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My wife and I moved into a new house last year, and we have a well that hasn't been used in >15 years. I'd like to either a) cap it and forget about it, or b) put it into service, but right now I can't do either because of two hoses stuck in the well.

The two hoses seem to be ~1" diameter and ~1.5" diameter. I (and others) have tried pulling on them as hard as possible and they don't seem to budge.

What's the better option?:

A - hire someone or try better tools/techniques to try and pull these hoses out of the well, then attach a cap? (ARE there better tools/techniques to try here?)

B - hook these hoses up to a pump (?) and see if I can get water out?

Well & hoses

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  • Not an answer but water is getting expensive. If you can get it working I'd do that. even if you use it for landscape watering. Check with neighbors to see if they still have well water. If they do chances are you can get yours going. Mar 16, 2022 at 22:28
  • If it is a deep well, the hoses would attached to a well pump near the bottom, making it hard to pull up.
    – crip659
    Mar 16, 2022 at 22:32
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    Could be that the small one carried electricity to a deep-well pump. You'd really need to research why it's abandoned -- no water? very hard/smelly water? toxic chemicals in the water? switching to public water (and sewer) when it became available? expensive maintenance and purification? Mar 16, 2022 at 22:33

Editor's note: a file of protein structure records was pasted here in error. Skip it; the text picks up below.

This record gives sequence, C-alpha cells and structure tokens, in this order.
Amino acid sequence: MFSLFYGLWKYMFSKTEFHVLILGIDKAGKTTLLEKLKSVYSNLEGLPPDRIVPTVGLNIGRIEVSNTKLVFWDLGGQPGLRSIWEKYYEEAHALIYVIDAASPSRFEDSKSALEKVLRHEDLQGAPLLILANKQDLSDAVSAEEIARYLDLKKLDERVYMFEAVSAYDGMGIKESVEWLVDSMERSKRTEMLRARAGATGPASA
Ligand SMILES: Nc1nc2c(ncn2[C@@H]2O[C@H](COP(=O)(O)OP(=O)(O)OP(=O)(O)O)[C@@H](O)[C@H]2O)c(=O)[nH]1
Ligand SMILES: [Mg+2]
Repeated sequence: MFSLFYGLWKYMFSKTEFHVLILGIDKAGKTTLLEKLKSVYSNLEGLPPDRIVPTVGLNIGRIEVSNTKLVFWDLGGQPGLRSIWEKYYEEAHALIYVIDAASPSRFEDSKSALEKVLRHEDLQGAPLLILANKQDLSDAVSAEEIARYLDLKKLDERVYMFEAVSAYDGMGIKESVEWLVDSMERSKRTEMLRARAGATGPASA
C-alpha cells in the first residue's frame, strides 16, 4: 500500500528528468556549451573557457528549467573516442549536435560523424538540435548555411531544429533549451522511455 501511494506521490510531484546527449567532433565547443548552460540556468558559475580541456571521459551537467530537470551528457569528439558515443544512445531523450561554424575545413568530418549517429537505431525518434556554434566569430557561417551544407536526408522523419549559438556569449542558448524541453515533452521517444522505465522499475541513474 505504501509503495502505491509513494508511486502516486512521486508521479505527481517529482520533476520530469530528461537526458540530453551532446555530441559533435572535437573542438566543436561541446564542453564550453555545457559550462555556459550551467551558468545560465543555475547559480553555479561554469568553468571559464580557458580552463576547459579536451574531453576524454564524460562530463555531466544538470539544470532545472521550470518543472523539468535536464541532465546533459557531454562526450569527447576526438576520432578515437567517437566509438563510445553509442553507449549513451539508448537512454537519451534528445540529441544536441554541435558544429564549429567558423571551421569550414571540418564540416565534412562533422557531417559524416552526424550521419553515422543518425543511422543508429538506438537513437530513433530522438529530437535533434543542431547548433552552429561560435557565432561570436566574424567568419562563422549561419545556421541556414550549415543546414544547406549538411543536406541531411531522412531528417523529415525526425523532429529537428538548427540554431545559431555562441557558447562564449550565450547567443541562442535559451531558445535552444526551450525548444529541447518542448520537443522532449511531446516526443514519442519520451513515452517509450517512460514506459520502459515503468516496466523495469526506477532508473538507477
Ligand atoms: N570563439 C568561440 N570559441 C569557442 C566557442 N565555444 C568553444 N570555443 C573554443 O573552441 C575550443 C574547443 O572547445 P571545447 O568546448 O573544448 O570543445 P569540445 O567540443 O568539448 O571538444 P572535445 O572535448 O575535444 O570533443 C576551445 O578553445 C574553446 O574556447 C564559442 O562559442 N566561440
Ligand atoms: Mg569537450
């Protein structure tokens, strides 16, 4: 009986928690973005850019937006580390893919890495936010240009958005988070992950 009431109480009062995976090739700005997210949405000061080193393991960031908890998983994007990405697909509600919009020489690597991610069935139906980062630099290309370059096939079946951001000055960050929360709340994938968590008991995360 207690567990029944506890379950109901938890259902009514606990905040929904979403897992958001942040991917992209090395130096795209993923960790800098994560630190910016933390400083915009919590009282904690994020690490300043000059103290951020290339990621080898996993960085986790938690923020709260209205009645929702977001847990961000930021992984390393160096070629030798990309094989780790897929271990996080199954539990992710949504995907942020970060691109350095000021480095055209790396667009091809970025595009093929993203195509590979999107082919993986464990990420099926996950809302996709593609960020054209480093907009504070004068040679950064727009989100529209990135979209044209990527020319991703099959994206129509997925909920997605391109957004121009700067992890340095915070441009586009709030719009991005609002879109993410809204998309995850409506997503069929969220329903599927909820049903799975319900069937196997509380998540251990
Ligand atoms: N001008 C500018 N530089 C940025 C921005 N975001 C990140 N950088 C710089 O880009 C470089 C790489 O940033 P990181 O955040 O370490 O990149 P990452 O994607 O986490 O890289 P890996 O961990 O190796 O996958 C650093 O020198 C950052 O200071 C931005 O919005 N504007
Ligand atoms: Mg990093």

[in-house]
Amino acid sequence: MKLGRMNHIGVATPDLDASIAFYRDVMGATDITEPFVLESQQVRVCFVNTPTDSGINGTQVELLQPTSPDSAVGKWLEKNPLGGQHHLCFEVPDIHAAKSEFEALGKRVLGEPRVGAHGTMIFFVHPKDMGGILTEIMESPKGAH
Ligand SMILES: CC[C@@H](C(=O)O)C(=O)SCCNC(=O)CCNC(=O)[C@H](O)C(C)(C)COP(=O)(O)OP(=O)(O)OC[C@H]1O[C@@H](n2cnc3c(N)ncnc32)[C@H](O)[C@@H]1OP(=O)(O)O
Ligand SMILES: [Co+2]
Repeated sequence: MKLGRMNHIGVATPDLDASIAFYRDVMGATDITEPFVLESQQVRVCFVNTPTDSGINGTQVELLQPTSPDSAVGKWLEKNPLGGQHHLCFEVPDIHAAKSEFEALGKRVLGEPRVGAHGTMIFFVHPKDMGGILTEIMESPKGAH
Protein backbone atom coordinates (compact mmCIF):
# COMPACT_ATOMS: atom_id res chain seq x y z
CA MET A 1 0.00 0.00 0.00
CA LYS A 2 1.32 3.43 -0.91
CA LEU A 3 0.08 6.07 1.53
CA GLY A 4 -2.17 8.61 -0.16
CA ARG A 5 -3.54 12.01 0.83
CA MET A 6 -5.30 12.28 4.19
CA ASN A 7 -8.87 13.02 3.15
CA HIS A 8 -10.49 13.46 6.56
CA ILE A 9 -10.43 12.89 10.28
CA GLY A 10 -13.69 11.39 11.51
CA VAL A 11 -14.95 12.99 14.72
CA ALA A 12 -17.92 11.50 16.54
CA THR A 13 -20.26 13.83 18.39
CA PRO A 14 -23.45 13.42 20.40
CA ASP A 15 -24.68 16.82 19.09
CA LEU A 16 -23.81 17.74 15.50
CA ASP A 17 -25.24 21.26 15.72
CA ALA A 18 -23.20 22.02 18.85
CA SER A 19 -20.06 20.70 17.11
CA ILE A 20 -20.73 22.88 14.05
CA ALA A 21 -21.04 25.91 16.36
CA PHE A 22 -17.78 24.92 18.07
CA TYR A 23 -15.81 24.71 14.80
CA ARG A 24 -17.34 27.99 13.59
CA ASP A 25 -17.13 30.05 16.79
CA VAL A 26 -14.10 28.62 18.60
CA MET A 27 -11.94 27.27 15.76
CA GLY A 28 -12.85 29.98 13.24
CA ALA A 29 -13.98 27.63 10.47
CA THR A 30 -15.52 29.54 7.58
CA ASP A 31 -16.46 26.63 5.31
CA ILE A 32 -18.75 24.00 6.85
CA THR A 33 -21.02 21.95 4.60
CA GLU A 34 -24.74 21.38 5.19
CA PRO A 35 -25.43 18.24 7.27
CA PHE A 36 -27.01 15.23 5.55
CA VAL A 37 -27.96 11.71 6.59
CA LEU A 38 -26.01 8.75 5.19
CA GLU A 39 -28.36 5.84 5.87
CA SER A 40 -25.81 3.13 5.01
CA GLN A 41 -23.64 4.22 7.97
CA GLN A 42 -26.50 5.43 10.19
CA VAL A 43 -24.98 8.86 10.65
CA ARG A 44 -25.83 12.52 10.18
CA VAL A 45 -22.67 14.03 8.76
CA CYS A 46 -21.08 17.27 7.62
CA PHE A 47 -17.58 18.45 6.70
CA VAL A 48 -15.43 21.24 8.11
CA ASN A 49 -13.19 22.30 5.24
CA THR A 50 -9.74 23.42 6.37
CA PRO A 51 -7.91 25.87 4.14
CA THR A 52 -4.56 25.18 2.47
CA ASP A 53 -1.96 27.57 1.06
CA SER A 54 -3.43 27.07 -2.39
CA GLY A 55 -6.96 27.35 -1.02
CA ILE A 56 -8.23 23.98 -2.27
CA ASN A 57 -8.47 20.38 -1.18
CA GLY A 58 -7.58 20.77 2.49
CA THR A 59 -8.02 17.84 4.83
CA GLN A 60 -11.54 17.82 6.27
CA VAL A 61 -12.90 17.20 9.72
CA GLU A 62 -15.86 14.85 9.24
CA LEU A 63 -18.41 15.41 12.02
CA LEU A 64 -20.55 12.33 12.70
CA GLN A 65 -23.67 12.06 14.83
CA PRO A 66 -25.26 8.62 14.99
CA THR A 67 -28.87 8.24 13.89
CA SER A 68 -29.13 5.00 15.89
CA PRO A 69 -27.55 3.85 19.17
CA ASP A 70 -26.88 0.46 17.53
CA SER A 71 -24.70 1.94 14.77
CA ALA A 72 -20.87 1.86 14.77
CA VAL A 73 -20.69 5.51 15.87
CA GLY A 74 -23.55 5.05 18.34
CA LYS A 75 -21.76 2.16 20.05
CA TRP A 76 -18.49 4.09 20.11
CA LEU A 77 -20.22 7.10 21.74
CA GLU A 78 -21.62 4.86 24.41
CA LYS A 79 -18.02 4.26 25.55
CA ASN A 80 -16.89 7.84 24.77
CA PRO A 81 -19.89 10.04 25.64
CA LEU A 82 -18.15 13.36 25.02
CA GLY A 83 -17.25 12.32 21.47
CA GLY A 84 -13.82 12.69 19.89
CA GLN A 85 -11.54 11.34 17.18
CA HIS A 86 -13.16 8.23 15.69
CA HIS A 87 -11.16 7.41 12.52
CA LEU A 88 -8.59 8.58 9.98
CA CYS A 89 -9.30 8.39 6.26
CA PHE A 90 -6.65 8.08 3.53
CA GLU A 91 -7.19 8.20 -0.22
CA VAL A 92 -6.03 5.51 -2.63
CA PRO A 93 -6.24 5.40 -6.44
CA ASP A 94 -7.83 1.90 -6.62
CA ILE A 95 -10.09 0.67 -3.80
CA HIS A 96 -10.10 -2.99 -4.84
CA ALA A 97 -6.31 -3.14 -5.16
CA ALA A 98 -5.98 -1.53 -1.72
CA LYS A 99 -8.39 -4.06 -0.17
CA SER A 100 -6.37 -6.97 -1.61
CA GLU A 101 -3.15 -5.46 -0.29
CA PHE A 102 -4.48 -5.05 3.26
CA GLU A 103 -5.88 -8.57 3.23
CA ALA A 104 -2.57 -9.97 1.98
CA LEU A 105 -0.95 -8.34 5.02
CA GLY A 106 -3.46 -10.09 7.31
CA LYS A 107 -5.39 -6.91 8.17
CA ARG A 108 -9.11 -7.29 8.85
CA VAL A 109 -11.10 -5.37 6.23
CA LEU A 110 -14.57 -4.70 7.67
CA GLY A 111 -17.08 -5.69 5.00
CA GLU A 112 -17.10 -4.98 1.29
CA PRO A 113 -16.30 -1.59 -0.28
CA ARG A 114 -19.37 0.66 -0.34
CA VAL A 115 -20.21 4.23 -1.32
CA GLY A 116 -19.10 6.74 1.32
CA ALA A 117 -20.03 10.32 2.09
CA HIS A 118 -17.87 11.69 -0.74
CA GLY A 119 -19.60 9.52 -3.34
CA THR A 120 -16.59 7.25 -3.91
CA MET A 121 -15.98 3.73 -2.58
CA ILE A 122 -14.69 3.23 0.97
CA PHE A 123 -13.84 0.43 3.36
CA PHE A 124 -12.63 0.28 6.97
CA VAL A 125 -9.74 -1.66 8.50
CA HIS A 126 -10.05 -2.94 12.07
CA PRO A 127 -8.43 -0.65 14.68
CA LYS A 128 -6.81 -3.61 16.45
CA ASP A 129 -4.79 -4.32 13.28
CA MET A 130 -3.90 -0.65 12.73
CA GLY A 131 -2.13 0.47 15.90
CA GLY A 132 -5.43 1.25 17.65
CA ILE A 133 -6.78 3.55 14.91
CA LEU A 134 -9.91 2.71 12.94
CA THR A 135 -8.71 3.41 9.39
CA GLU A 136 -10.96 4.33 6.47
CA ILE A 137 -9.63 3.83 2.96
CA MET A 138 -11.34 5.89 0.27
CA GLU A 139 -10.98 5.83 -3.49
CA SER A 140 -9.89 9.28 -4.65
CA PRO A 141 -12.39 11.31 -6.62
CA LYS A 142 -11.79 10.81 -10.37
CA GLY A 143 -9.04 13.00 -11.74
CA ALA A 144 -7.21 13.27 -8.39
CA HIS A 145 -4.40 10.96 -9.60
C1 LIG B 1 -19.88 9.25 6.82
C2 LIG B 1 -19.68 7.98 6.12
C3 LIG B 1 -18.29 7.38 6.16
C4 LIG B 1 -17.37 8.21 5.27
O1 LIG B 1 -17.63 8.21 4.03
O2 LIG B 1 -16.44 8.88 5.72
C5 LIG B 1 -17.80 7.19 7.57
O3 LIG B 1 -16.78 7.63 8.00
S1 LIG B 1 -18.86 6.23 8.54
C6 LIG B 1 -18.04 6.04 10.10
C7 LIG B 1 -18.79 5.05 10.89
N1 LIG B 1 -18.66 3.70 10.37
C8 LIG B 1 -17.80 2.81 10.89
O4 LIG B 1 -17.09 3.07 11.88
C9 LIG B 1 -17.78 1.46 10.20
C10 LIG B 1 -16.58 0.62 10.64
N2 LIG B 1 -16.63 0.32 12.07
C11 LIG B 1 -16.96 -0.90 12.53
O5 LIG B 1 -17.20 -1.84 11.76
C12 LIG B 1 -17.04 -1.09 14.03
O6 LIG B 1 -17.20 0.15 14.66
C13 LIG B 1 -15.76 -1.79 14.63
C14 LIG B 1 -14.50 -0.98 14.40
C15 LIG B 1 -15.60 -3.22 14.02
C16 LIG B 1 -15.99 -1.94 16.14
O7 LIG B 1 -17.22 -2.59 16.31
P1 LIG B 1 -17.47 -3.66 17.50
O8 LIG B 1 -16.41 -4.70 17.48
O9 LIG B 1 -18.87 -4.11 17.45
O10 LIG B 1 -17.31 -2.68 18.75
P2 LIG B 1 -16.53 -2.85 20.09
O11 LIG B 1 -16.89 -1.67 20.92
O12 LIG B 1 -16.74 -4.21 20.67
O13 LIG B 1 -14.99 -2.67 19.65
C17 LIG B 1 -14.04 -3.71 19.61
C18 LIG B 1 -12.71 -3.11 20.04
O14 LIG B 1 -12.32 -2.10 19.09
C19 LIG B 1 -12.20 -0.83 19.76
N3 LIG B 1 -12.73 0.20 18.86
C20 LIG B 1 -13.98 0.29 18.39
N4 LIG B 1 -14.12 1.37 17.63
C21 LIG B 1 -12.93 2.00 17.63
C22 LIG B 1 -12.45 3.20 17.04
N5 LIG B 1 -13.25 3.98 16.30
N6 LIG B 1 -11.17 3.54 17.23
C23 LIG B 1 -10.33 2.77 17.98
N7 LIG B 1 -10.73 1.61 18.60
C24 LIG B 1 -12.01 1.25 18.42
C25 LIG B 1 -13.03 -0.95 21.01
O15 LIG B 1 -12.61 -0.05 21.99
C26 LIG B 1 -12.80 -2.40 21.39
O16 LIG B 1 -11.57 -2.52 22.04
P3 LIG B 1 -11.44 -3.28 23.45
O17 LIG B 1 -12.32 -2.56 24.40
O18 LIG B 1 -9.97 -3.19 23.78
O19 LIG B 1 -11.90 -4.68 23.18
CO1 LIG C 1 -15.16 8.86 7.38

• Someone was able to measure the water depth in the well at ~25 feet, so it's not particularly deep. No idea why it was abandoned - the previous owners of the house never used it, and they'd been living here 15 years. Mar 16, 2022 at 22:35
  • Oh, and no other neighbors have wells around here. (But I'm in CA so if I can use this for landscape watering I'd LOVE to do that.) I'm just mystified why the hoses are stuck so badly! Mar 16, 2022 at 22:42

1 Answer 1

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Two hoses like that indicate a deep well jet pump - surface mounted pump, water is pumped down to an injector in the well itself that brings more water up to the surface. The injector is what's stuck.

Why it's stuck is an issue. Highly dubious that you want to spend the money on an obsolete (IMHO - they are very power-inefficient, and made a lot more sense when electric motors were much more failure prone) deep well jet pump to "try this out" with the injector that's stuck down there, given that it was abandoned. The well casing may have collapsed, something may have fallen or been put in (think kids) from the unprotected top that is jamming it, it's hard to know.

Might be worth having a well company out to try more serious pulling on it. But that might just break the pipes.

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  • Would a borescope camera be helpful to figure out what's going on here, do you think? Mar 16, 2022 at 23:09
  • Quite Possibly. Depends how much silt is kicked up getting it in to have a look, (since it's hard to see much in a cloud of silt, so long pauses may be required) and/or whether it becomes the third thing stuck in the well...
    – Ecnerwal
    Mar 16, 2022 at 23:46
  • You could also try connecting a fitting to pump compressed air down one or both of the pipes, to see if the bubbles would shift anything (and a well company might do the same, with a compressor more in the scale of one you'd have to rent - but perhaps renting a big one (tow-behind jackhammer sized...) would cost less than hiring them...
    – Ecnerwal
    Mar 17, 2022 at 14:36
  • Even with a small compressor or bicycle pump, a pressure gauge (reading static pressure when not pumping) would tell you how far under the water level the end of the pipe is, if you first pumped until bubbles came up.
    – Ecnerwal
    Mar 18, 2022 at 12:20

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